Was there any member of the current court whose bias was more pronounced than was the case for the other eight?

The most pronounced in the data set is Scalia … Just in terms of the pure percentages, if it were a liberal speaker he'd support the free exercise claim in about 21 percent of the cases. But if it were a conservative speaker, [he'd support free exercise claims] in 65 percent of the cases.

Breyer is the counter example. At least in the raw data ... he shows no bias. So he was 40 percent for expression if it were a liberal speaker, and 38 percent if it were a conservative speaker; and that wouldn’t be a significant difference.

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Ginsberg, there’s more of a difference. She tends to support liberal speakers over conservative speakers. There was a 13 percentage point difference, but it’s not statistically significant. And we don’t have enough data yet for Kagan and Sotomayor.

Did anything here surprise you compared to what you expected to find?

I have to say, political scientists, in general, tend to say liberals are more supportive of expression, [while] law professors, in the last four or five years, have been arguing, “No, there’s been a flip. The conservatives are more supportive of expression.” So that was kind of a little bit of a motivation for us to kind of wade into the debate.

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And when I saw the results, I have to tell you, I was shocked. I shouldn’t have been, because, really, neither the political scientists nor law professors have it exactly right. Conservatives are supportive of expression when it’s a conservative speaker and liberals tend to be supportive of expression when there’s a liberal speaker. (Although the liberals, on whole, are more supportive.) So, I actually thought the findings were kind of stunning.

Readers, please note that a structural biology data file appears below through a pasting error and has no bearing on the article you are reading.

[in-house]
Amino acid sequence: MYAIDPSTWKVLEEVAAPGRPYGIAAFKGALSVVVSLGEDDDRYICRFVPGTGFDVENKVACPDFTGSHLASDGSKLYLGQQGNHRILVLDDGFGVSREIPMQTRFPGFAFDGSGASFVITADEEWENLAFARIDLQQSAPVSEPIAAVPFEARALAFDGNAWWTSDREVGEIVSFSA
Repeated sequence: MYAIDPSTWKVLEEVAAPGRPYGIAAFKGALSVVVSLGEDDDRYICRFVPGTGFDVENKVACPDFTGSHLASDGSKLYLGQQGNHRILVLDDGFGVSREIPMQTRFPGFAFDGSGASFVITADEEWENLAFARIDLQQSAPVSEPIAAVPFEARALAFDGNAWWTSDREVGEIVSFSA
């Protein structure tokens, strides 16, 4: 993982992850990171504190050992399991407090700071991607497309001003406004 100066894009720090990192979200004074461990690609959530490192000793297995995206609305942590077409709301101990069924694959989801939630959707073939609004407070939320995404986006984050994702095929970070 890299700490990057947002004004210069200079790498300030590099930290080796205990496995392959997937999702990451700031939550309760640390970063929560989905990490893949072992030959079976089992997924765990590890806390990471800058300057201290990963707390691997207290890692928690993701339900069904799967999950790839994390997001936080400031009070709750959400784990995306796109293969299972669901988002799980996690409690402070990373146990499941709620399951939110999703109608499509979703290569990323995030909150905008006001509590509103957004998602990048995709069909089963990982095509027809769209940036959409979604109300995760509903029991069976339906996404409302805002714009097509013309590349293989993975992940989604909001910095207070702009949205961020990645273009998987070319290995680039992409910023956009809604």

What do you think the layperson should take away from this study in terms of how she views the court ?

I think for the court, it’s not a very surprising finding in some ways. Judges are human. And they kind of say they leave their biases behind, but that’s really hard to do. We all have these kind of biases and I think judges do try, they say they try. But it’s just very, very hard. And I think people should understand that ... We humans, we tend to evaluate our own group’s members more favorably than outsiders. Judges are human, and they fall prey to the same kind of bias.

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In recent times, the most famous expression of judicial objectivity is probably Chief Justice Roberts' claim that as a judge, he only concerns himself with being a kind of judicial umpire, calling "balls and strikes." So how did he fare in the study?

We don’t have a lot of votes on him; we only have 27 votes. But ... based on those 27 votes, he looks a lot like Scalia: 15.4 percent in favor of speech if it’s liberal, 64.3 percent in favor of the speech if it’s conservative. So he looks a lot like that. I think he probably thinks that he is an umpire and he can be objective and so on ... But again, he’s human.


Elias Isquith

Elias Isquith is a former Salon staff writer.